Good industry practice in the construction of HPHT wells
Article published in the Regulator | Issue 4: 2017
A high pressure, high temperature (HPHT) well has a bottom-hole temperature of at least 300 degrees Fahrenheit (149 degrees Celsius) and pore pressure higher than 10,000 pounds per square inch (69 MPa). These extreme conditions make the well construction process challenging, including maintaining well control and durability of drilling equipment. Drilling practices and technologies used in their construction require greater oversight.
For example, it is good industry practice to have a HPHT specialist on-site during drilling operations to provide oversight and expert advice (as described in the accepted industry standard Model code of safe practice, Part 17, Volume 1, 2 and 3, published by the Energy Institute).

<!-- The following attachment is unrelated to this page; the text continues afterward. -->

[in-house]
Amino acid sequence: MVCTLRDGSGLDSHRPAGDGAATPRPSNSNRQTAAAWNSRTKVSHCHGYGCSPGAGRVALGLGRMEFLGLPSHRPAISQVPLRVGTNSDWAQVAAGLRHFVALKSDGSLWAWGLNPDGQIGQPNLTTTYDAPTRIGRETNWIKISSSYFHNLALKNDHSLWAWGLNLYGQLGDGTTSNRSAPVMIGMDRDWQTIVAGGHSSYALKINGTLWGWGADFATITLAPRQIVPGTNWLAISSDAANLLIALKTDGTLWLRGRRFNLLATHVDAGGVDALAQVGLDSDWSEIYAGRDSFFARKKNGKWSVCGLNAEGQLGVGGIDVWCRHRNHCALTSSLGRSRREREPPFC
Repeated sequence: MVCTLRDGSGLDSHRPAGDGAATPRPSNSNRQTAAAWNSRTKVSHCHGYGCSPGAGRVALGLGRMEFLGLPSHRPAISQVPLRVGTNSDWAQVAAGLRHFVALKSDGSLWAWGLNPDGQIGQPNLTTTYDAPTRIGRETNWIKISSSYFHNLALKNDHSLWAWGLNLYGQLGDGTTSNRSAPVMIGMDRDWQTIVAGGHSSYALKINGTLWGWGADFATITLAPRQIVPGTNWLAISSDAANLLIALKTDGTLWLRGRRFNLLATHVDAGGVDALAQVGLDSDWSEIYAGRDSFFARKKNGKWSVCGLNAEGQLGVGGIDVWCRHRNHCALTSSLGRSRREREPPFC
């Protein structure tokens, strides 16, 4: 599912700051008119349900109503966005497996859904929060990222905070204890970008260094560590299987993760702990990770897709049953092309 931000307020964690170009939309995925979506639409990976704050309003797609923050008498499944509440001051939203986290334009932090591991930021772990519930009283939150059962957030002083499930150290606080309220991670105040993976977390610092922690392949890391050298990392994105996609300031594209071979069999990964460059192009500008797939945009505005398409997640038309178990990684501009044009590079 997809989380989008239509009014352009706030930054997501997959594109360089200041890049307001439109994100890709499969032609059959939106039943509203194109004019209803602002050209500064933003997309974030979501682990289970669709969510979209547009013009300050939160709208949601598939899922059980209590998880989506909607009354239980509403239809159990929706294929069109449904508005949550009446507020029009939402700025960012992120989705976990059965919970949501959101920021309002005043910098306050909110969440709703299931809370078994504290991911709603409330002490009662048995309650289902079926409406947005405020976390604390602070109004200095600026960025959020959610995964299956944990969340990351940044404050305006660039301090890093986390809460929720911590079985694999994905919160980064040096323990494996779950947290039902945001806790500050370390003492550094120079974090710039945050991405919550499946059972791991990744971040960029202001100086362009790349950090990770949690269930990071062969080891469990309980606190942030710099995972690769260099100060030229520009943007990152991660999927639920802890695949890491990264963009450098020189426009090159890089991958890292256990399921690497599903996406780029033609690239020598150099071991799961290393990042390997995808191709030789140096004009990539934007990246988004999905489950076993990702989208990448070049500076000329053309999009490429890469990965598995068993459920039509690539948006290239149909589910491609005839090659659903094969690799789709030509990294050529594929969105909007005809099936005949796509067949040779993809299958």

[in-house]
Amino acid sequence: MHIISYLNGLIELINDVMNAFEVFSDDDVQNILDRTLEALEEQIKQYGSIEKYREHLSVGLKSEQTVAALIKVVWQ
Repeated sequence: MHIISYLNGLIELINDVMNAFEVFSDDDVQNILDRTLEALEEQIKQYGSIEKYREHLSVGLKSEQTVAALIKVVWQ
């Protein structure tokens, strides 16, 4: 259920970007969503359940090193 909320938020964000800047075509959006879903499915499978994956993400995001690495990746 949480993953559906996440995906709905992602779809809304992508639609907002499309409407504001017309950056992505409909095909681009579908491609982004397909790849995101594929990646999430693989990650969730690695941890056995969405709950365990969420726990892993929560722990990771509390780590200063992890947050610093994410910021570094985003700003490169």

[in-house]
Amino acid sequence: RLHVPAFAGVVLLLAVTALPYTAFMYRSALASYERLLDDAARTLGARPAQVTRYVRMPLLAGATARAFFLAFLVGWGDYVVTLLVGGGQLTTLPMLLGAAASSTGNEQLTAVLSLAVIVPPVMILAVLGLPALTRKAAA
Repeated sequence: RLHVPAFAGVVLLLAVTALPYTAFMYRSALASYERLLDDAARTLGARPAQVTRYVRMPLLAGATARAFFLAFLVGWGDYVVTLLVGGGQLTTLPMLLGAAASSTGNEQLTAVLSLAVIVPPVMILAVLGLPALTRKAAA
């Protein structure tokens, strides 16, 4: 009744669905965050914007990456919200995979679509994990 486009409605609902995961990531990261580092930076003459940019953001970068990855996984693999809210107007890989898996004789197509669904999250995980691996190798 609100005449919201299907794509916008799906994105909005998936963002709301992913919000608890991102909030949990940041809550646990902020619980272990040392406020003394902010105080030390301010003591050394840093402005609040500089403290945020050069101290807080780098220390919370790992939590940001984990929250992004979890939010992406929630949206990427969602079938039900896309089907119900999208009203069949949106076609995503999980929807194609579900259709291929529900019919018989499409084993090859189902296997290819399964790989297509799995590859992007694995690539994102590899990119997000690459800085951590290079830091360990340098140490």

During a recent assessment of a well operations management plan (WOMP) and safety case, NOPSEMA noted that neither the titleholder nor the facility operator had committed to having a HPHT specialist on-site. NOPSEMA inspectors requested that both parties review this commitment and they agreed. The updated WOMP and safety case were accepted. During the HPHT drilling operations, NOPSEMA’s well integrity and OHS inspectors undertook a planned inspection at the facility. They reviewed the use of the HPHT specialist, and found significant value in the addition of this role; the workforce had more confidence in conducting safe operations and had better training and well control drills.
NOPSEMA reminds titleholders and facility operators of their responsibility to take all reasonably practicable steps to manage and reduce the health and safety risks of a facility, its activities and the risks to the integrity of the well to a level that is ALARP. Through its regulatory activities, NOPSEMA will continue to advise industry on good practice and promote the adoption of these practices.